-So, they divided out their class libraries so that anything that LabVIEW needs to access is in a class library in .NET 3.5.

 

Hope this helps,

Deborah Y.

Deborah Burke
Senior LabVIEW Product Manager
Certified LabVIEW Architect
National Instruments
Message 4 of 10
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Hello Everyone,

 

In LabVIEW 2011 we document how to use a Microsoft Configuration file to load .NET 4.0 Assemblies into LabVIEW.  The help topic is for LabVIEW 2011; however, this configuration file will work on previous versions of LabVIEW as well.  It is also important to note that without the configuration file (default behavior) you will see the same error as mentioned before.

 

Because of the documentation we have marked CAR 221992 as fixed in the LabVIEW 2011 Bug Fixes.

Regards,

Jon S.
National Instruments
LabVIEW NXG Product Owner
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Message 5 of 10
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Having disassembled our labview built assembly, I think im begginning to understand what the issue really is, and why this help doc doesnt work for us.

 

Our Setup:

  • We have both LV2009 and LV2010 installed (LV2010 installed the 2010 runtime engine)
  • Our FPGA and RT Code is built using LV2010
  • Our .Net assembly is built using LV2009
    • Our assembly was built using LV2009 because apparently you cant load LV2010 built assembly in LV2010 due to some known issue.
    • You must therefore build the assembly in LV2009 and then you can load it in LV2010 to test that the assembly code works.

The Problem:

  • However, because we have the 2010 runtime installed we get this error message when trying to load the asembly from visual studio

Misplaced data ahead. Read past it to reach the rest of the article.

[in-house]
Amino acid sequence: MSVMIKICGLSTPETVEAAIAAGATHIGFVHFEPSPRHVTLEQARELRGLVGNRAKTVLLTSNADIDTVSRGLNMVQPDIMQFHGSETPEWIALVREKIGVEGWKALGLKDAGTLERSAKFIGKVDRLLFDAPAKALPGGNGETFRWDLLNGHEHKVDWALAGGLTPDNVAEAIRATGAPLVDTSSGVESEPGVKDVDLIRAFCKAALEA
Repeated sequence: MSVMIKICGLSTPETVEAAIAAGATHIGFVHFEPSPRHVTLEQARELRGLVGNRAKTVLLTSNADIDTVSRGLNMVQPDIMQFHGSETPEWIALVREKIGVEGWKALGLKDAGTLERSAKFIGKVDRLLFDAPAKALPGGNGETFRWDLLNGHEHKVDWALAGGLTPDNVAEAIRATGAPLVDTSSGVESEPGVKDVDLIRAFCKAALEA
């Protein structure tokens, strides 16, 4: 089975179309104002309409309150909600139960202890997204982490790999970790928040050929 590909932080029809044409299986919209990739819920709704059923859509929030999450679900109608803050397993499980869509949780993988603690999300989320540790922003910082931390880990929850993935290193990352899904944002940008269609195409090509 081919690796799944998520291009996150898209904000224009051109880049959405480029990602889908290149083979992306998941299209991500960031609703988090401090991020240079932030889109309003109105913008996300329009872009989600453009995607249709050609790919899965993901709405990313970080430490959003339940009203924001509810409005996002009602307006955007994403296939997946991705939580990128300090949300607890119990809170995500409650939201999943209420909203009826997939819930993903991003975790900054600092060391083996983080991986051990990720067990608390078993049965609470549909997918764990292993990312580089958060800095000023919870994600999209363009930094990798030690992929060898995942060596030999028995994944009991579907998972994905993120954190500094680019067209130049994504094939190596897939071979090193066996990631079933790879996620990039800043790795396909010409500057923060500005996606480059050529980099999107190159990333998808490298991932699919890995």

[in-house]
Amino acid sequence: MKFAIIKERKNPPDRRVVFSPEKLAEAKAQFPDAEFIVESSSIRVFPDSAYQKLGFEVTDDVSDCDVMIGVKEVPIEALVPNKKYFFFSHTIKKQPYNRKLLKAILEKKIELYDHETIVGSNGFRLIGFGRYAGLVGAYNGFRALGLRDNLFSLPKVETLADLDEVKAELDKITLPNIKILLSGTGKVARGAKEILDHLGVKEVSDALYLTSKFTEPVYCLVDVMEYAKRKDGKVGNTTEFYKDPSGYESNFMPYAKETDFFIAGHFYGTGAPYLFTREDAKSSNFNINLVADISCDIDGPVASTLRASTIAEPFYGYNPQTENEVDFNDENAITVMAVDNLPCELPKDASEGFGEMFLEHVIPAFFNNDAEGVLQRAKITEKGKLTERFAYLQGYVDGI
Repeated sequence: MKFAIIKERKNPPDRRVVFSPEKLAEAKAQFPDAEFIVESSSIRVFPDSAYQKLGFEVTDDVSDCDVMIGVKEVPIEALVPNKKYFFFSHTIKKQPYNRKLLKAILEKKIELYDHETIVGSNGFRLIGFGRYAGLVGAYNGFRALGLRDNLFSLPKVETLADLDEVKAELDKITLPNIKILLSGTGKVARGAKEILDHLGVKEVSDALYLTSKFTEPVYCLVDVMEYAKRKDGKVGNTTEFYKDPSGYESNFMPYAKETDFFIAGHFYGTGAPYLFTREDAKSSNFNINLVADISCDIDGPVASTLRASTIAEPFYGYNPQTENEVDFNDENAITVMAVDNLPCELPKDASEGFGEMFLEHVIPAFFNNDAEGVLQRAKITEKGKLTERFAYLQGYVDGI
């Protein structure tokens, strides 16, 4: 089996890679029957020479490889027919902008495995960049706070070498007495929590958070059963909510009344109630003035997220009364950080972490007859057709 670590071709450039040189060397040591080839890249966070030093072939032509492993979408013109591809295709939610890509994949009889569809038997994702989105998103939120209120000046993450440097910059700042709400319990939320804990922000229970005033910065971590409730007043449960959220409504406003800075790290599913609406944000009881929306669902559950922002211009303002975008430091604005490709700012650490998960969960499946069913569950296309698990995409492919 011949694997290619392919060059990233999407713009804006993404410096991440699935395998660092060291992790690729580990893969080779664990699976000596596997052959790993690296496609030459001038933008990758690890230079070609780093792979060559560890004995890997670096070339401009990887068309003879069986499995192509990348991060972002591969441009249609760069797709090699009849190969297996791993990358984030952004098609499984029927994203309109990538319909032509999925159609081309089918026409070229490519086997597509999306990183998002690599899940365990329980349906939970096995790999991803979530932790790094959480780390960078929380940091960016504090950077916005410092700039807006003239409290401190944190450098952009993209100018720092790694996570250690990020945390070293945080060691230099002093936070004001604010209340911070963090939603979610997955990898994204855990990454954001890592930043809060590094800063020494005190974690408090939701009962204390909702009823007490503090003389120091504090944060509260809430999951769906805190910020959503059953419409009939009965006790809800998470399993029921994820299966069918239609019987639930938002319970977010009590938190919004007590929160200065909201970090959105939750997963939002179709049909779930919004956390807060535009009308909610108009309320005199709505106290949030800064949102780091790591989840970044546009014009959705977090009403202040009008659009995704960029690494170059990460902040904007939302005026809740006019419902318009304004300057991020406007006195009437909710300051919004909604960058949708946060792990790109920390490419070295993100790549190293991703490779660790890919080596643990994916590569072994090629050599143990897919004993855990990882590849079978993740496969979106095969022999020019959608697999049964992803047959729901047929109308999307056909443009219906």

• We get this error because the LV2009 built assembly has this hardcoded reference to version 9.0 of the runtime in it
       LvClient.LVRuntimeInst = New LVRuntime(LvClient.EPointNames, Assembly.GetAssembly(GetType(LvClient)).Location, "9.0")
  • Thus we get the wrong client error as the LV2009 assembly is looking for Runtime 9.0 and we have 10 installed.
  • So the issues are the following;
    • That we cant load a LV2010 built assembly in LV2010 thus negate the use of LV2009 and/or
    • That the LV2009 built assembly has a hardcoded version 9.0 check in it.

The Solutions:

  • Now, so that my understanding is correct, since we cant have both runtimes installed on the same machine (i tried and the installer prevents it), for this fix to work we would have to do one of the following;
    • Remove 2010 (and the runtime) and install 2009 and runtime and use the config file fix or,
    • Remove 2009 and build the dotnet assembly in 2010 and then not be able to test it, or;
    • Build the assembly in 2009 for testing and again in 2010 for release and to use this fix.

 

Are these conclusions correct and what are your plans to resolve the identified issues.

 

Thanks

Matt

 

 

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Message 6 of 10
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Hello Matma,

 

There's no reason you shouldn't be able to have both run-time engines installed at the same time. Both LabVIEW runtime engines will exist separately, and the target machine will be able to run the executable using the runtime it was built with. You can install as many runtime engines on a machine as you would like, and they will not interfere with one another. At what step does the installer prevent the installation of the 2009 Run-time engine and is there an associated error or dialog box?

 

Thank you,

Deborah Y.

Deborah Burke
Senior LabVIEW Product Manager
Certified LabVIEW Architect
National Instruments
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Message 7 of 10
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Hello Matma,